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ORIGINAL ARTICLE
Year : 2010  |  Volume : 13  |  Issue : 1  |  Page : 41-46

Prevalence of hepatitis C virus in HIV infected persons in a tertiary hospital in Nigeria


1 Department of Medicine, University of Benin, Benin City, Edo State, Nigeria
2 Department of Community Health, University of Benin, Benin City, Edo State, Nigeria

Correspondence Address:
E U Eze
Department of Medicine, University of Benin, Benin City, Edo State
Nigeria
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Source of Support: None, Conflict of Interest: None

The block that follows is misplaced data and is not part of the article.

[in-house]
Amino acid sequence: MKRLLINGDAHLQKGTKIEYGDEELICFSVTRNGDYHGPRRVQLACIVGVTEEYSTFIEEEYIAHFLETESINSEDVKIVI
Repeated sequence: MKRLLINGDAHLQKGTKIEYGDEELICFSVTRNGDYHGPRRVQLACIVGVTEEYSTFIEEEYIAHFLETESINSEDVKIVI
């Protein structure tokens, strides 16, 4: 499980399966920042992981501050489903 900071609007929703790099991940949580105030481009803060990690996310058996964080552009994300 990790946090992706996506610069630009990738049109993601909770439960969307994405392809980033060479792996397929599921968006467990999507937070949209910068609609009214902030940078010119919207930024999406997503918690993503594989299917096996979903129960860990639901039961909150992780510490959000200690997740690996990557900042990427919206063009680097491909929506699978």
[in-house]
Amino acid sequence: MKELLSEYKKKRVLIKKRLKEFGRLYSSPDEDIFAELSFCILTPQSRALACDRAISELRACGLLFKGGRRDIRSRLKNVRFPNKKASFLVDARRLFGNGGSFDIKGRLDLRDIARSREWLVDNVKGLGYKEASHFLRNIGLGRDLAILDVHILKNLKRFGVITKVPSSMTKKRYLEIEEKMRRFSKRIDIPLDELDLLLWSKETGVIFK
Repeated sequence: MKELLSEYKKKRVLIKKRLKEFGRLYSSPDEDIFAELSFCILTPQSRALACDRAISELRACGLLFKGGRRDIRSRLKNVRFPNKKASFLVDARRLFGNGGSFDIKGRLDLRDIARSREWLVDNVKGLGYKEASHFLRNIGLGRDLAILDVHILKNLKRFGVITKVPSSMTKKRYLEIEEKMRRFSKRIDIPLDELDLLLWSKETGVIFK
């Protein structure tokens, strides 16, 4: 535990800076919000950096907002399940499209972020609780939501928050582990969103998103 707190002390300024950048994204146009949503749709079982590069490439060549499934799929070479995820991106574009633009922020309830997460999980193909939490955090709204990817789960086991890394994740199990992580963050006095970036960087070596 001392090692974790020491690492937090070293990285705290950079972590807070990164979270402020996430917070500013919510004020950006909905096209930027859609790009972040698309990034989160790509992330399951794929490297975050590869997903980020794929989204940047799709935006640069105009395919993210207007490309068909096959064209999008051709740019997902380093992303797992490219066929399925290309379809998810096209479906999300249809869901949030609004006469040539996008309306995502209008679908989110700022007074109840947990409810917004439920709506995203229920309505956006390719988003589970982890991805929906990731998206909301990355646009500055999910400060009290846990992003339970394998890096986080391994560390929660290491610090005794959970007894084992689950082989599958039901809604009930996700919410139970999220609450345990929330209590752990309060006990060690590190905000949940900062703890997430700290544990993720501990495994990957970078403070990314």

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Objectives: To assess the prevalence of hepatitis C virus (HCV) infection among HIV/AIDS patients in a tertiary hospital in Nigeria. Methods: All infected persons confirmed by Elisa and aged 15 years and above seen at the University of Benin Teaching Hospital were included in the study. The subjects were recruited over a period of one year. All patients with sickle cell anemia and other immuno compromising diseases were excluded from the study. Age and sex matched controls were pooled from patients attending the outpatient clinics of the hospital who were HIV negatives. A medical history and complete physical examination under bright light was carried out on all the subjects. Assays done for each of the patients were HIV screening by Elisa techniques and confirmed by double Elisa and hepatitis C virus screening. Results: A total of 370 subjects were involved in the study of which 204 were cases (HIV positive patients) while 166 were HIV negative controls. Comparing the patients who were widowed with other marital groups, more of the widows were HIV positive than other marital groups. This difference was found to be statistically significant (X 2 =12.807, df = 1: P = 0.000). Nine (4.4%) HIV positive patients were found to be Hepatitis C seropositive while 4 (2.4%) HIV negative controls were hepatitis C seropositive. There was no statistical difference between the prevalence of Hepatitis C virus infection among HIV positive patients and the controls (HIV negative patients) Conclusion: This study has shown that there is no statistical significant difference between the prevalence of hepatitis C virus infection in HIV positive and HIV negative patients. This is in agreement with findings in other developing countries, in the South/South (Niger Delta) of Nigeria and other regions of Nigeria.


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